Spurned reporters should dump Trump briefings and turn to investigative journalism

We need less advertising (or “public relations” in some versions), and a helluva lot more journalism these days.


Donald Trump was unhappy Saturday that the major media had neglected to report a point made by Herman Cain in an interview on Fox. Cain alleged that in Barack Obama’s first month, the Federal budget deficit rose $200 bn., but in Trump’s first month it fell to only $12 bn. Obviously, Obama had nothing to do with the deficit in his first month– that was a result of the 2008 collapse, which had something to do with Republican policies of deregulating the banks and other mortgage lenders and declining to exercise any oversight over sketchy practices. And Trump had nothing to do with the deficit during his first month in office. That was a result of Obama’s 8 years of pulling the economy back out of the toilet to which the Republican Party had consigned it.

Trump’s petty attacks on journalists as enemies of America, as the worst people, and as irrationally denying him the credit for his 4 weeks of economic turnaround, are deeply worrisome to many Americans sensitive to the danger of a spiral down into authoritarian rule. William H. McRaven, the retired four-star admiral and former Navy Seal who led the raid against Usama Bin Laden, called Trump’s remark on the press as an enemy of the people “the greatest threat to democracy” he has ever seen.

Trump’s immature sidelining of reporters on his enemy’s list kept rolling on this weekend. White House spokesman Sean Spicer was set to do an on-camera press briefing on Friday, and then Donald Trump spoke at the conservative gathering CPAC. It is a custom that the spokesman doesn’t do an on-camera event the same day the president gives a substantial address. So Spicer switched to doing what is called a “gaggle,” a smaller briefing in his office attended only be a few reporters in a pool who then would convey his remarks to others.

Spicer pared down the invitee list to the bare bones. He excluded the BBC, CNN, the New York Times, the Guardian, the Los Angeles Times, Buzzfeed, the Daily Mail and Politico, among others. He allowed ABC, Fox News, Breitbart News, Reuters and the Washington Times. Breitbart is not a news outlet, but a propaganda arm of elements of the Ku Klux Klan who wear suits rather than white robes.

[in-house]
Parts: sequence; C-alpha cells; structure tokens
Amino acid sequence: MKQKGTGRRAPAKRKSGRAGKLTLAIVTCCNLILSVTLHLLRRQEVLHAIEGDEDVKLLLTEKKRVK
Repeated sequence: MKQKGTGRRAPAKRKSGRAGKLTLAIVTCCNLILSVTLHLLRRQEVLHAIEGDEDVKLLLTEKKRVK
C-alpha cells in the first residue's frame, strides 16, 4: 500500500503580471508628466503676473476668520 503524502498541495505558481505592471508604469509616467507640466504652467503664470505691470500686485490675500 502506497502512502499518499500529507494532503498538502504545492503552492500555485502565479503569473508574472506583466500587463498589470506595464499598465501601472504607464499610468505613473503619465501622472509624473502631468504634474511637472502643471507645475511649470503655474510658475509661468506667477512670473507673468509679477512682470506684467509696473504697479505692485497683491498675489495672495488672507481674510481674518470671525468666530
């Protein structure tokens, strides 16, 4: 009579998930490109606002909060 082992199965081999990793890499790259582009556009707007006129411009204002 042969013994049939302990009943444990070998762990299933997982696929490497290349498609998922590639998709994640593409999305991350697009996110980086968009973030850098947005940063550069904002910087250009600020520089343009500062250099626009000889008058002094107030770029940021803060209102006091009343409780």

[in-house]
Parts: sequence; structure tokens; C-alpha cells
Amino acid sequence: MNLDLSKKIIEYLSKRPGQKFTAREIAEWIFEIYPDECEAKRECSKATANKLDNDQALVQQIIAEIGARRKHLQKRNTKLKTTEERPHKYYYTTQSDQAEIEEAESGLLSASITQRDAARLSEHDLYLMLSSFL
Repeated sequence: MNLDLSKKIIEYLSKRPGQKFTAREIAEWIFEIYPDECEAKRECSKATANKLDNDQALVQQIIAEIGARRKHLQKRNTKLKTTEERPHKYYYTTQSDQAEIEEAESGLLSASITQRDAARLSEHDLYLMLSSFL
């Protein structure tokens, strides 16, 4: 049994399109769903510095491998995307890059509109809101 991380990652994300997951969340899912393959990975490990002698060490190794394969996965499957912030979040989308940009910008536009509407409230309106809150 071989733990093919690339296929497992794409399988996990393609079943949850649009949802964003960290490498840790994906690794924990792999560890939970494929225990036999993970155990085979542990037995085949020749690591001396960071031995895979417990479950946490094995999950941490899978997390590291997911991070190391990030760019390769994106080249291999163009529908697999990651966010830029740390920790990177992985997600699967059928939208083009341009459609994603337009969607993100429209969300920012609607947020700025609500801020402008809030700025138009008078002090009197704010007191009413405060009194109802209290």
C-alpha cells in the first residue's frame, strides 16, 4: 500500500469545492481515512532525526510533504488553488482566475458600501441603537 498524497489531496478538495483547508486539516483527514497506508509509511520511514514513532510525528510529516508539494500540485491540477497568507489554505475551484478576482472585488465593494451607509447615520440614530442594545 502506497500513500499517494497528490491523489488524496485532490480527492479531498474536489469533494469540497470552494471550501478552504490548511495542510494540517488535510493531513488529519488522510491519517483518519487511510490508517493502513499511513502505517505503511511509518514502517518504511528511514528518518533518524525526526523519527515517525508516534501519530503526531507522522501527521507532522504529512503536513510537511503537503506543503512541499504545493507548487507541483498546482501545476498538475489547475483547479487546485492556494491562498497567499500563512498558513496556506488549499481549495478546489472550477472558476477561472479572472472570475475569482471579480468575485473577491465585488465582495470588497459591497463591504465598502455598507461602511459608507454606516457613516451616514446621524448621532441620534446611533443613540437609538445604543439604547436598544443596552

The exclusions were so egregious and petty that the Associated Press, USA Today and Time magazine declined to be present. The Washington Post and McClatchy did not know about the disinvitees, and said that if they had been aware of what was going on, they would not have attended, either.

Since Spicer often conveys fake news (the Atlanta Attack) or pro-Trump propaganda at his briefings, it isn’t clear that the excluded media were exactly missing anything.

Then Trump announced that he would be the first president since Tricky Dick Nixon voluntarily to skip the annual dinner of the White House correspondents, where in recent decades the president and the press engaged in some good-natured ribbing. Trump appears to have felt humiliated at one of these events by remarks of then President Barack Obama, pushing back against Trump’s outrageous lies about Obama’s birthplace.

But Spicer’s and Trump’s attempts to exclude so many journalists from a briefing may be all to the good.

Something is broken in American journalism. Maybe it is the “inverted pyramid” whereby US reporters put the “most important thing” first in the article. It has been pointed out that this way of organizing the article gives an unfair advantage to a duplicitous administration, since anything the president says goes first in the article. Bush and his people used this principle to game the press all the time. (When the scandal about US personnel torturing prisoners at Abu Ghraib in Iraq broke on a Thursday evening, Bush quickly came out and condemned the practice. The Friday headlines were “President condemns torture at Abu Ghraib.”)

Or maybe it is access journalism, whereby an administration adopts a few favored writers and feeds them scoops that it suits the administration to go on the front page.

Or maybe it is the news conference. Why privilege an administration’s narrative about itself by doing articles based on nothing more than hot air coming from the general direction of the West Wing?

Most major newspapers in the US, when there were major print newspapers, used to have an investigative journalism team. With the decline of ad revenue and the hard times on which journalism has fallen, investigative journalism has often been abandoned. Administrations and the Washington bureaucracy don’t like a young journalist nosing around. ProPublica, the Bureau of Investigative Journalism, and some other independent organizations (often with limited resources) have been left to try to fill the gap left when big media cut back on investigative reporting.

But we need that back, big time, in this administration. Everywhere you dig in Trump’s cabinet, you find bodies. So instead of sitting in a room being fed falsehoods by Spicer or Trump, best for the journalists to be working contacts in the White House or at NSC or the Pentagon to get the real story. Enough people in Washington are appalled by the Trump-Bannon attempt to fascize America that they seem willing to leak damaging information all on their own. How much better if a trained journalist got those stories through initiative.

So here’s to Trump excluding virtually all the newspapers and cable channels. Let him. Go get the scoops he doesn’t want you to have.

Someone (probably not George Orwell) once said, “News is something somebody doesn’t want printed; all else is advertising.” Whoever said it, truer words were never spoken.

We need less advertising (or “public relations” in some versions), and a helluva lot more journalism these days.


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